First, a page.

Choosing A Next-Generation Firewall: 7 Factors

NGFWs are key to an enterprise network security strategy. Here's what to consider when shopping for one.

If there is one network security device that has changed significantly in the past decade, it would have to be the firewall. What once was a simple access control gate between trusted and untrusted networks has now morphed into a multi-faceted and multi-layered threat management system.

Today's next-generation firewalls are the linchpin of any modern network security strategy. Yet not all NGFW's are the same. While some features and benefits obviously overlap from one vendor's NGFW to the next, there are distinct differences you need to understand and evaluate based on your networks security needs.

In this slideshow, we'll look at seven factors you need to consider when evaluating and ultimately choosing your next-gen firewall platform. Security research firm NSS Labs evaluated 13 of the top NGFWs and concluded that seven of the products met its criteria to receive a "recommended status." But even having the field narrowed down to seven vendors isn't enough. You need to apply your own criteria and find the firewall that best fits your needs -- and your budget.

For most of us, a NGFW will likely replace a traditional firewall or aging NGFW in an established network environment. If that's the case, our final decision may be influenced by what hardware is being replaced, what other network components the new firewall will need to work with, and who will implement and manage the NGFW.

Another major influence on your final decision will revolve around critical applications in use on your network and what kinds of security policies and tactics are needed. NGFW vendors have strengths and weaknesses based on what type of features you require. For instance, one NGFW vendor may have an industry-leading IPS feature set. But that same firewall may not have the most robust malware protection capabilities to protect against zero-day exploits. Because of this, it's up to the technical decision maker to prioritize what features are most important in order to choose the right product.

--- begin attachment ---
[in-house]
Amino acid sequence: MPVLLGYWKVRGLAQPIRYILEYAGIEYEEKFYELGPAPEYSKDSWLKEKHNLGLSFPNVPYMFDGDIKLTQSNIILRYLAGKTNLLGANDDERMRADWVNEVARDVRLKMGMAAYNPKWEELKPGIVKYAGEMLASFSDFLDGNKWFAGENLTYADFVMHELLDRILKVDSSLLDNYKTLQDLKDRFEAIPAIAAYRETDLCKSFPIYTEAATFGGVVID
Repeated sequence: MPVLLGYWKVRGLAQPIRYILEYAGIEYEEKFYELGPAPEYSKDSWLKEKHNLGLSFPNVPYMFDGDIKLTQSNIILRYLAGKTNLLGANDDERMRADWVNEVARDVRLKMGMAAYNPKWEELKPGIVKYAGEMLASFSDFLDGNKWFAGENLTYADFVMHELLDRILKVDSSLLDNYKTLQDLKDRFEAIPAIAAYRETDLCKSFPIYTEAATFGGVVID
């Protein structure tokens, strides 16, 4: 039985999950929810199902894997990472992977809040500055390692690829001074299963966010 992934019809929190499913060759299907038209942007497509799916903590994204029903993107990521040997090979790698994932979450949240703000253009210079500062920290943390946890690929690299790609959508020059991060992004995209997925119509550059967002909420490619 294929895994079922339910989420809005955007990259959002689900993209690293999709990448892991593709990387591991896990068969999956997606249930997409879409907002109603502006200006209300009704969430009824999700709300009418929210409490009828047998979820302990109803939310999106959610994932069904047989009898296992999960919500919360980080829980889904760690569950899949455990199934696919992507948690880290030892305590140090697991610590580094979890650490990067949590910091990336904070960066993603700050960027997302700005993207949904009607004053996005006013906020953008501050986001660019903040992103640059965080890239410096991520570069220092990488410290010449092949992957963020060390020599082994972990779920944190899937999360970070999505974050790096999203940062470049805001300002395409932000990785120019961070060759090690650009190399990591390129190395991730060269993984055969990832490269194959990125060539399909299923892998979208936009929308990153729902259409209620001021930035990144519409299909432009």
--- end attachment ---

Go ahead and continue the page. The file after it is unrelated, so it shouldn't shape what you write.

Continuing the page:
Finally, one must look at the NGFW investment in terms of long-term scalability and investment protection. Enterprise-class NGFWs aren't cheap. It's important to understand how the vendor's roadmap aligns with yours in terms of scaling out your current investment.

(Image: Clker-Free-Vector-Images/Pixabay)

About the Author(s)

Andrew Froehlich, President, West Gate Networks

President, West Gate Networks

As a highly experienced network architect and trusted IT consultant with worldwide contacts, particularly in the United States and Southeast Asia, Andrew Froehlich has nearly two decades of experience and possesses multiple industry certifications in the field of enterprise networking. Froehlich has participated in the design and maintenance of networks for State Farm Insurance, United Airlines, Chicago-area schools and the University of Chicago Medical Center. He is the founder and president of Loveland, Colo.-based West Gate Networks, which specializes in enterprise network architectures and data center build outs. The author of two Cisco certification study guides published by Sybex, he is a regular contributor to multiple enterprise IT related websites and trade journals with insights into rapidly changing developments in the IT industry.

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